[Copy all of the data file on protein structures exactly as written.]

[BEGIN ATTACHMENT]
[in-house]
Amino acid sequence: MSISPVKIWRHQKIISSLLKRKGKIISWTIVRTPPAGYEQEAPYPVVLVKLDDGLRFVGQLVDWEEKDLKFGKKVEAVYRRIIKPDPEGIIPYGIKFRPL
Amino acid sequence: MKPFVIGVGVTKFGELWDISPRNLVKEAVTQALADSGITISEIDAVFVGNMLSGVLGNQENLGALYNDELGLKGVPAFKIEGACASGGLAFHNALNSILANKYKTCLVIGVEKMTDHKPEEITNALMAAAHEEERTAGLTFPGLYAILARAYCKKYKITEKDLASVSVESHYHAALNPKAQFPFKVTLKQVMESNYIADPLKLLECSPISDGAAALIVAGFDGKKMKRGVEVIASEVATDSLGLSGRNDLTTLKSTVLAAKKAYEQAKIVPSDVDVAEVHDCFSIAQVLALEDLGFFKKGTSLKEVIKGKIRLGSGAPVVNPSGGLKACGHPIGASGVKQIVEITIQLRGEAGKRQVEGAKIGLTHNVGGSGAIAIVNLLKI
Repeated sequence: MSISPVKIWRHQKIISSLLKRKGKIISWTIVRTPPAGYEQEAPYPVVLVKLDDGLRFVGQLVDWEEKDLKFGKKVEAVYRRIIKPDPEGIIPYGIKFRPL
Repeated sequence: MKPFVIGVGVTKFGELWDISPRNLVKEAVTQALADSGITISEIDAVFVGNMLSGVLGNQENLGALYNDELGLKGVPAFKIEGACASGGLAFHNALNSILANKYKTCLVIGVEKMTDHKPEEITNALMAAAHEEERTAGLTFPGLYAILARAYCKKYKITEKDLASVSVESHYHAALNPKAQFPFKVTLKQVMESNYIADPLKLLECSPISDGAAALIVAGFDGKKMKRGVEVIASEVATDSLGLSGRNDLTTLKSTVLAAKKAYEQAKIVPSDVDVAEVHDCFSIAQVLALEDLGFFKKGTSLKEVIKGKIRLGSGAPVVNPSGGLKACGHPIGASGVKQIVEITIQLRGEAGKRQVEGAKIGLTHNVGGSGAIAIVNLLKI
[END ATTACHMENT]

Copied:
[in-house]
Amino acid sequence: MSISPVKIWRHQKIISSLLKRKGKIISWTIVRTPPAGYEQEAPYPVVLVKLDDGLRFVGQLVDWEEKDLKFGKKVEAVYRRIIKPDPEGIIPYGIKFRPL
Amino acid sequence: MKPFVIGVGVTKFGELWDISPRNLVKEAVTQALADSGITISEIDAVFVGNMLSGVLGNQENLGALYNDELGLKGVPAFKIEGACASGGLAFHNALNSILANKYKTCLVIGVEKMTDHKPEEITNALMAAAHEEERTAGLTFPGLYAILARAYCKKYKITEKDLASVSVESHYHAALNPKAQFPFKVTLKQVMESNYIADPLKLLECSPISDGAAALIVAGFDGKKMKRGVEVIASEVATDSLGLSGRNDLTTLKSTVLAAKKAYEQAKIVPSDVDVAEVHDCFSIAQVLALEDLGFFKKGTSLKEVIKGKIRLGSGAPVVNPSGGLKACGHPIGASGVKQIVEITIQLRGEAGKRQVEGAKIGLTHNVGGSGAIAIVNLLKI
Repeated sequence: MSISPVKIWRHQKIISSLLKRKGKIISWTIVRTPPAGYEQEAPYPVVLVKLDDGLRFVGQLVDWEEKDLKFGKKVEAVYRRIIKPDPEGIIPYGIKFRPL
Repeated sequence: MKPFVIGVGVTKFGELWDISPRNLVKEAVTQALADSGITISEIDAVFVGNMLSGVLGNQENLGALYNDELGLKGVPAFKIEGACASGGLAFHNALNSILANKYKTCLVIGVEKMTDHKPEEITNALMAAAHEEERTAGLTFPGLYAILARAYCKKYKITEKDLASVSVESHYHAALNPKAQFPFKVTLKQVMESNYIADPLKLLECSPISDGAAALIVAGFDGKKMKRGVEVIASEVATDSLGLSGRNDLTTLKSTVLAAKKAYEQAKIVPSDVDVAEVHDCFSIAQVLALEDLGFFKKGTSLKEVIKGKIRLGSGAPVVNPSGGLKACGHPIGASGVKQIVEITIQLRGEAGKRQVEGAKIGLTHNVGGSGAIAIVNLLKI